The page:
Can Gaddar, a poet and Telugu balladeer, and Kodandaram, a professor, dent the chances of Telangana Chief Minister K Chandrasekhar Rao (KCR) in the December 7 Assembly election?

Gaddar and Kodandaram — the two firebrand alumni of Osmania University — had fought alongside KCR during the Telangana separation movement, but have since turned into bitter opponents of the CM and Telangana Rastra Samithi (TRS) leader.

Whether Gaddar will take on KCR in Gajwel, his home turf, as an Independent backed by the Mahakutami, or grand alliance, remains a question. Similarly, whether Kodandaram will lead the Mahakutami this time remains to be seen.

The credible professor

Muddasani Kodandaram, the 63-year-old political science teacher, activist and Chairman of the Telangana Joint Action Committee (TJAC) of opposition parties, is a mighty opponent for KCR.

After being sidelined by KCR post-2014, the professor plunged headlong into politics with the launch of the Telangana Jana Samithi (TJS) this year. He is expected to be a key part of the grand alliance of the Congress, the TDP and the CPI.

Given the credibility he enjoys, Kodandaram can play a big role in highlighting the faults and failures of the KCR government in delivering its poll promises — from granting 3 acres of land to each Dalit family to the creation of a Bangaru (golden) Telangana.

However, he has now donned a political avatar and runs a party, which makes him vulnerable to attack.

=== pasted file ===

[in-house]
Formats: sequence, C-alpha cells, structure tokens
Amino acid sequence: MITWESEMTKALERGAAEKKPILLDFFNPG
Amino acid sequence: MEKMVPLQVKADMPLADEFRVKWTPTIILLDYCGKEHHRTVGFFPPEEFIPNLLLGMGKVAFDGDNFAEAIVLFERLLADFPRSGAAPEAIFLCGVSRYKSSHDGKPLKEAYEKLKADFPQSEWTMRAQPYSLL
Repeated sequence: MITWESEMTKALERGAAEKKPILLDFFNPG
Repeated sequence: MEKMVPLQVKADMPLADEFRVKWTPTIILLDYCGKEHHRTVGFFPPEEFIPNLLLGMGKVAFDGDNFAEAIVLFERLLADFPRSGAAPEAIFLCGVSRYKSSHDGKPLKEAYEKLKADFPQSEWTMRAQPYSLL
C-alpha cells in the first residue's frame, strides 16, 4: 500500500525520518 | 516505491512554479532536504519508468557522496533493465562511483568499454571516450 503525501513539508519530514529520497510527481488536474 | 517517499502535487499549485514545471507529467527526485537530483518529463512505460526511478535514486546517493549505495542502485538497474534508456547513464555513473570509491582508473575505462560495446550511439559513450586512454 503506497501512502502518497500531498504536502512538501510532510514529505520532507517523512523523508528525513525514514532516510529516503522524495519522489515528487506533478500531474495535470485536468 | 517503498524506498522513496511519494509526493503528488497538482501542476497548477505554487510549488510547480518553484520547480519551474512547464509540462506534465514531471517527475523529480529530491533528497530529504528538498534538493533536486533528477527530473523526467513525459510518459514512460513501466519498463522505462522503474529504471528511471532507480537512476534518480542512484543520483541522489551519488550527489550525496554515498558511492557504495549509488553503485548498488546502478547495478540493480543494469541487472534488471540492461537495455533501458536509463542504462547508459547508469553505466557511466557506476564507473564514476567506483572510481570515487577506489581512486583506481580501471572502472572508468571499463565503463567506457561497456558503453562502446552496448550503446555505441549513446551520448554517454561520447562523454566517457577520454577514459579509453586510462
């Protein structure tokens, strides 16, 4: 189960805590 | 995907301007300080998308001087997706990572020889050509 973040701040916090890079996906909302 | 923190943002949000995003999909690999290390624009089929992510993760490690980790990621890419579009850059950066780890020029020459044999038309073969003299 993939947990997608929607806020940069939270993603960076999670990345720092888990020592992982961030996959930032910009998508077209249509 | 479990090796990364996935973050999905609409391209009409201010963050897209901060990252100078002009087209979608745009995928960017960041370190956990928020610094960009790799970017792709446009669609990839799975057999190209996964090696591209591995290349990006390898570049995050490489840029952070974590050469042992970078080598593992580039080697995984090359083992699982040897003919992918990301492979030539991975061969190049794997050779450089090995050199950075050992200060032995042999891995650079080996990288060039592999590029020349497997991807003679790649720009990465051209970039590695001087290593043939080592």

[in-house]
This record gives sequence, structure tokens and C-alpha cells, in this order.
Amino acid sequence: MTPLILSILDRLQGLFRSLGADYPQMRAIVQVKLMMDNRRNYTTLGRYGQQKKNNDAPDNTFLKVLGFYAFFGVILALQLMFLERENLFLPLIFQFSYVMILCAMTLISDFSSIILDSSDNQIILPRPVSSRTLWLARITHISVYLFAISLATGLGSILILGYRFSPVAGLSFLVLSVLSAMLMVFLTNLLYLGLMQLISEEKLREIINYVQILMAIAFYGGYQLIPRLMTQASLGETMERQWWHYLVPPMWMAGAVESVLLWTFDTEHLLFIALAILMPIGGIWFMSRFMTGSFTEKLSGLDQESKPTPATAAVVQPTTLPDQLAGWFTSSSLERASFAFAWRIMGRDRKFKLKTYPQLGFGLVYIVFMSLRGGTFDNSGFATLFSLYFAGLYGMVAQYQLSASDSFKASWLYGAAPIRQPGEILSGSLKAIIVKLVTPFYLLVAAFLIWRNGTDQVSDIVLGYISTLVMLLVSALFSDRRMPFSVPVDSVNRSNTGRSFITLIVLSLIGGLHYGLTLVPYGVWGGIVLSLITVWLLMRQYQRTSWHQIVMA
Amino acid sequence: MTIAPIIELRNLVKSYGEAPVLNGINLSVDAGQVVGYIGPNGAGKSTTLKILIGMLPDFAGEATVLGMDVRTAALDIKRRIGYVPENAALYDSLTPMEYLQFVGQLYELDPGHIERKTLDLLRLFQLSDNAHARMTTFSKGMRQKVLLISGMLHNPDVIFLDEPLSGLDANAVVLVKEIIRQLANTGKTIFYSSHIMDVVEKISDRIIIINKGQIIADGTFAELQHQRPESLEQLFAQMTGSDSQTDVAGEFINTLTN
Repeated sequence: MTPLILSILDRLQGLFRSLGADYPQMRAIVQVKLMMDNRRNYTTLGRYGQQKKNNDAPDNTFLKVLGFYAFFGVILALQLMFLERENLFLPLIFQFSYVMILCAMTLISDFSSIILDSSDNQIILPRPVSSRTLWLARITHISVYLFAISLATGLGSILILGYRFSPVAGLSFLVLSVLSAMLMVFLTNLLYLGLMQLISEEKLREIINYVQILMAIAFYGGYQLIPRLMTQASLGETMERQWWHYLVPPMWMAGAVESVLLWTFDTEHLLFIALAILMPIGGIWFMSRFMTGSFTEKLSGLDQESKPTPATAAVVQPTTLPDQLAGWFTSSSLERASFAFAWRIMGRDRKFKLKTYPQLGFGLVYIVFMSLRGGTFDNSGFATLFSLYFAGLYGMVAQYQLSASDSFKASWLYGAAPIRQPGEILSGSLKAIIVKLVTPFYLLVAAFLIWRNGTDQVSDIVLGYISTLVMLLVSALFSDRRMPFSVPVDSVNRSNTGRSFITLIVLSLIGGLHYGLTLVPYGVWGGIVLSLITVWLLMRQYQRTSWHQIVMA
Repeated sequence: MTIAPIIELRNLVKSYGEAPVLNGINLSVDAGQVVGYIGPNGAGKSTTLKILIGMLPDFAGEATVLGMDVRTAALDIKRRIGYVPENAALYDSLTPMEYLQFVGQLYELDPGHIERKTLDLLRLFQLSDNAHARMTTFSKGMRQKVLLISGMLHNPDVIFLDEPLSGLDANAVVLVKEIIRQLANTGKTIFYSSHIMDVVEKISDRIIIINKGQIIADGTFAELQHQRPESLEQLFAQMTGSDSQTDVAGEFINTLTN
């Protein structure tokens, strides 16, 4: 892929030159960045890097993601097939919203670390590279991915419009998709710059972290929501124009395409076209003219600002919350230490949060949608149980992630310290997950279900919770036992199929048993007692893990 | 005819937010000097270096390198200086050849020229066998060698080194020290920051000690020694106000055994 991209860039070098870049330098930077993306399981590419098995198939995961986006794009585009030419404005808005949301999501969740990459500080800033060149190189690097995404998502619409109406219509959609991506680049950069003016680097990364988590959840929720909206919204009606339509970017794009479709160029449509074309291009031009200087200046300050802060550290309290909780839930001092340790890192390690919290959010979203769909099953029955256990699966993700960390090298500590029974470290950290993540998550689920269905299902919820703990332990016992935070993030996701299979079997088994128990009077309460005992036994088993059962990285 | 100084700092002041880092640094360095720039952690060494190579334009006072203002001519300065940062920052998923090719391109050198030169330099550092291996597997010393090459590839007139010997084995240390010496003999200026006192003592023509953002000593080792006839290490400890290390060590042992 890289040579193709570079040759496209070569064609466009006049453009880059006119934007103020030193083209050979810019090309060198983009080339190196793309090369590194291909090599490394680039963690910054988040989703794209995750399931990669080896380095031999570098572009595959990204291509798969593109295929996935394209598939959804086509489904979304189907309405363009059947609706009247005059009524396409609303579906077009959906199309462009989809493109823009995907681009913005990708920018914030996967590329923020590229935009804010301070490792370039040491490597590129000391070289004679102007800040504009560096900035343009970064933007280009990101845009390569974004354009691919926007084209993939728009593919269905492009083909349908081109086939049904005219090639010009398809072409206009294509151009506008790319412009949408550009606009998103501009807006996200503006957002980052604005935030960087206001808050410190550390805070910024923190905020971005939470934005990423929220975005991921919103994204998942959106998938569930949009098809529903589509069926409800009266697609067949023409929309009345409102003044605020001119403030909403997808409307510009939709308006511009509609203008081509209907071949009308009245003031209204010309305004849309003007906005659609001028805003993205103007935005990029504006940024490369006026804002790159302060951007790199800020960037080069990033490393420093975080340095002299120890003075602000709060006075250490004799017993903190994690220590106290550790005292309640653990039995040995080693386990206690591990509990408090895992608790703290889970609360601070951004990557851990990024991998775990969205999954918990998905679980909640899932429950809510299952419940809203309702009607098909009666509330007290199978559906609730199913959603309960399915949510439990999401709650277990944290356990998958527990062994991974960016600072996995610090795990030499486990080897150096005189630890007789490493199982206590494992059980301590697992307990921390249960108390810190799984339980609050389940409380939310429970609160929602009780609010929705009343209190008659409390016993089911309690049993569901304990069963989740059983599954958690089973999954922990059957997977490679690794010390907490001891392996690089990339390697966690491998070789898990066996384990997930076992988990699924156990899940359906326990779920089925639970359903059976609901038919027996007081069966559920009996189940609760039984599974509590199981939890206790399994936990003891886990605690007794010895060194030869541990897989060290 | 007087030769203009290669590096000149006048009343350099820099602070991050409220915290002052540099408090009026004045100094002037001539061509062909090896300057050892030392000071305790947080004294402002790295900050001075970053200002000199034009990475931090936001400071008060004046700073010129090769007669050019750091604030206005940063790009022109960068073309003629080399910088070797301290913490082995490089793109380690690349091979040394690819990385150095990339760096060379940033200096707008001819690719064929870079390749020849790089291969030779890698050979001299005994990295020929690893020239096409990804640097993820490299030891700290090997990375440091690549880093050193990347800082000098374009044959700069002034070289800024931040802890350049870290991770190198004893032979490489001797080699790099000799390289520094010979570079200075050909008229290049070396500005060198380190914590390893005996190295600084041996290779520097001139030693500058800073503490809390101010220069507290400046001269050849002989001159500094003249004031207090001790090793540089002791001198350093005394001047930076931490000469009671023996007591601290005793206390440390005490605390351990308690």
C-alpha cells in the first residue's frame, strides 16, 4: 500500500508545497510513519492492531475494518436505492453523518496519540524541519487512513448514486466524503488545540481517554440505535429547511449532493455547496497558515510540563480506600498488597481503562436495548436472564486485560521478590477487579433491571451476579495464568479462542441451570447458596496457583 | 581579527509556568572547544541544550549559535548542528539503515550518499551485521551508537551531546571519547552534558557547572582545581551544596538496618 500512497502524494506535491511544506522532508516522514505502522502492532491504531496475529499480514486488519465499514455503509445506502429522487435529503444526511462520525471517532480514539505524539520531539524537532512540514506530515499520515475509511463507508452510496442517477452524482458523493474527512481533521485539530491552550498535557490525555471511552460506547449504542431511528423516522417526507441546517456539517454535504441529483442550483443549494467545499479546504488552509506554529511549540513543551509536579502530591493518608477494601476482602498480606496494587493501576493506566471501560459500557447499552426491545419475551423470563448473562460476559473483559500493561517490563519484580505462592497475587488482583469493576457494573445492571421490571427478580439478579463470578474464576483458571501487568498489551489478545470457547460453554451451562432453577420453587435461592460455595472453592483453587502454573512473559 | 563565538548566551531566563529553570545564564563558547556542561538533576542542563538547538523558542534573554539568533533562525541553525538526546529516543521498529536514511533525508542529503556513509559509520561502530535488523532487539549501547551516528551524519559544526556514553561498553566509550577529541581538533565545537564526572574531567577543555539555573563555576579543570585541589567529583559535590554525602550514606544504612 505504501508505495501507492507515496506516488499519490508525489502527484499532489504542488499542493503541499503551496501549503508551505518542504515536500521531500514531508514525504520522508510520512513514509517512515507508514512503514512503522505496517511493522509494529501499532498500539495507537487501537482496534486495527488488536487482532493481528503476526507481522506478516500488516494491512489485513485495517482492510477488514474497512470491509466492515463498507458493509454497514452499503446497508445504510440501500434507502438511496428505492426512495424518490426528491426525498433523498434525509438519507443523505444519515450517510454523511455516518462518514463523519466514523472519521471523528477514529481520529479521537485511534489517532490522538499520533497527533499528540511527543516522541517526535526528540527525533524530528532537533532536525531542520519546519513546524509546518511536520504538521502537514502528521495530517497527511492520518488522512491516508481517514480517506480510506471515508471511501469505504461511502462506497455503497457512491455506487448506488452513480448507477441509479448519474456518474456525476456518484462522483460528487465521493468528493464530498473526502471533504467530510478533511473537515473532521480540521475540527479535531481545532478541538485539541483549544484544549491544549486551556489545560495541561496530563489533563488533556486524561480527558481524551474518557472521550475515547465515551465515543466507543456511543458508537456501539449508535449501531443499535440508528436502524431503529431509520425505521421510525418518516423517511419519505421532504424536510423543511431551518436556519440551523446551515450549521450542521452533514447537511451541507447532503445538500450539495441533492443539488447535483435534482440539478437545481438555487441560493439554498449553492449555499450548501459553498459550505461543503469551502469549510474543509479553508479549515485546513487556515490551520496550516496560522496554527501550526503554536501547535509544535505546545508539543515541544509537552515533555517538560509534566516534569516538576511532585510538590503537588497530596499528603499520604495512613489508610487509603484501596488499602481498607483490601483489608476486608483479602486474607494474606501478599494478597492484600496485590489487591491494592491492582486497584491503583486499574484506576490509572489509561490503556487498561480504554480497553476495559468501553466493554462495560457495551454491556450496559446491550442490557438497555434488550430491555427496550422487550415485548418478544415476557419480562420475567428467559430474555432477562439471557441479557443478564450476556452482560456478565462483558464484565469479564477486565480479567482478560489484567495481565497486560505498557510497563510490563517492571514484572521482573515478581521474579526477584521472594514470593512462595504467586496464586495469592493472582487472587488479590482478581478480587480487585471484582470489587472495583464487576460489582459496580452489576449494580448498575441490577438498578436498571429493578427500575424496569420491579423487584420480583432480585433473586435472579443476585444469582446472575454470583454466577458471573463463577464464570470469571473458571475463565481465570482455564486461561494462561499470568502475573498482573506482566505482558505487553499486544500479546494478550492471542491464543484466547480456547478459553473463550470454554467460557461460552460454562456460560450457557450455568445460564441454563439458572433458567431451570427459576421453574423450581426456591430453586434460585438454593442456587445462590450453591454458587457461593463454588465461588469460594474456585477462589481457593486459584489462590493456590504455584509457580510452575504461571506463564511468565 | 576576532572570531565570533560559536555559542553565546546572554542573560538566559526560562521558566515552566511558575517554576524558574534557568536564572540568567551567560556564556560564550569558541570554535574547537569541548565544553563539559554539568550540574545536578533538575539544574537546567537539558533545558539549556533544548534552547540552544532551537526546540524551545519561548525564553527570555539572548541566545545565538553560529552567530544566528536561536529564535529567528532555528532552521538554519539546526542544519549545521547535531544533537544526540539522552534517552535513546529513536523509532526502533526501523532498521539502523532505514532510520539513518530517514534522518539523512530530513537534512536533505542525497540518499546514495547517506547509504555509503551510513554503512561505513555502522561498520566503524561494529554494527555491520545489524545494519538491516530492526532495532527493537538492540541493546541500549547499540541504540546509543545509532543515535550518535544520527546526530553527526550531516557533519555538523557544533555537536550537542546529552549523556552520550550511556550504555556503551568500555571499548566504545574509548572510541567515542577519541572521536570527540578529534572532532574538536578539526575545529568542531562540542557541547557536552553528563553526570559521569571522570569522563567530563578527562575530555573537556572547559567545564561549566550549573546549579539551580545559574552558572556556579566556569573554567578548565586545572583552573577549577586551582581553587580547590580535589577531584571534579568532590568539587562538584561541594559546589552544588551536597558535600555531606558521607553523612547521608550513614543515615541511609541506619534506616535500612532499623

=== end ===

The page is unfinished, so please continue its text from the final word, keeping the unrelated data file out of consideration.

Critics argue that the persuasive professor has trained his guns on KCR because he was not suitably rewarded after the State formation. His influence is seen to be thinly spread across the 10 districts of the State, especially confined to the student community, activists and intellectuals.

In ample measure, Kodandaram demonstrated his energy and ability to gain public confidence during the agitation by the displaced people in the Mallannasagar irrigation project.

He is now exercising his political cards quite shrewdly by building bridges within the Mahakutami.

Speculation is rife that he will play not just a catalyst role, but also extract a favourable outcome for himself and the TJS. With 50 days left to replicate the high-impact mobilisation achieved during the Telangana struggle, he has to convince the electorate that the KCR government, which he describes as ‘autocratic and inept’, should go.

The balladeer

In contrast, balladeer Gummadi Vittal Rao, popularly known as Gaddar, whose passionate and fiery revolutionary songs have attracted a large number of youngsters to the Maoist ideology, traversed the route of spirituality to active politics.

The 69-year-old Gaddar intends to make a political statement in this election as well as create a space for his son Surya Kiran, who has joined the Congress.

His recent meeting with Congress President Rahul Gandhi and Sonia Gandhi in New Delhi — along with former Nizamabad MP Madhu Yashki Goud — raised eyebrows. However, Gaddar brushed off the meeting as a general discussion on polity.

Gaddar strongly feels that a new feudalism has emerged in Telangana instead of the aspired one where SCs and STs have political representation on par with the Other Castes and the Backward Castes. He has alleged that KCR has failed to fulfil promises.

Whether or not they win electorally, Gaddar and Kodandaram are certain to charge up the campaigning and give sleepless nights to KCR.